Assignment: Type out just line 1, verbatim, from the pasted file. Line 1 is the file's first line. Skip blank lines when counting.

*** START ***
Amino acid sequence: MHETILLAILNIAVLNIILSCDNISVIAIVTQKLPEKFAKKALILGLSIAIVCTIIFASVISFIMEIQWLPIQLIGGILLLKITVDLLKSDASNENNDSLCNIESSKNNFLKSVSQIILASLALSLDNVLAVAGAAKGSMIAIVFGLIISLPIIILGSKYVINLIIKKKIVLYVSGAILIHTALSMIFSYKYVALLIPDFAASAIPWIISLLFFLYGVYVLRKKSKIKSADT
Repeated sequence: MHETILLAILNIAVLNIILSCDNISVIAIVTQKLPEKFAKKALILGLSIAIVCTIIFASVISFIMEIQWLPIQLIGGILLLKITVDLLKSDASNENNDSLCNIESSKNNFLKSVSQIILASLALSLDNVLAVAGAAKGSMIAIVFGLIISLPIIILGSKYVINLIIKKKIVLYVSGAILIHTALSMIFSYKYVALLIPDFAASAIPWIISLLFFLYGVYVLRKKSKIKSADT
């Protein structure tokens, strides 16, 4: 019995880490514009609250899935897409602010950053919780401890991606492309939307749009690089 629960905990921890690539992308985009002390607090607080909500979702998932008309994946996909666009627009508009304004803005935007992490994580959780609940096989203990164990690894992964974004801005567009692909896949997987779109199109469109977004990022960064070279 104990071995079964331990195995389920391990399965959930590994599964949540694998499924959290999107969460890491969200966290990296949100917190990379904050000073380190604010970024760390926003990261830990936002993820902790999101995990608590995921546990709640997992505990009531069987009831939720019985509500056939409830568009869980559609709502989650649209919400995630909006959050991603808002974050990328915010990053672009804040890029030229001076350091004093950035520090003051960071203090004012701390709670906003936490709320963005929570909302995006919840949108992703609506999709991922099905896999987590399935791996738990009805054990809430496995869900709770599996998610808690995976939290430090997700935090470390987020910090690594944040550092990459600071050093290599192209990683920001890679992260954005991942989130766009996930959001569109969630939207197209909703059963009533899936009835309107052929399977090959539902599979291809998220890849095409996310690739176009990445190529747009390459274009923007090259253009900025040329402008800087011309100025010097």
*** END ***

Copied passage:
Amino acid sequence: MHETILLAILNIAVLNIILSCDNISVIAIVTQKLPEKFAKKALILGLSIAIVCTIIFASVISFIMEIQWLPIQLIGGILLLKITVDLLKSDASNENNDSLCNIESSKNNFLKSVSQIILASLALSLDNVLAVAGAAKGSMIAIVFGLIISLPIIILGSKYVINLIIKKKIVLYVSGAILIHTALSMIFSYKYVALLIPDFAASAIPWIISLLFFLYGVYVLRKKSKIKSADT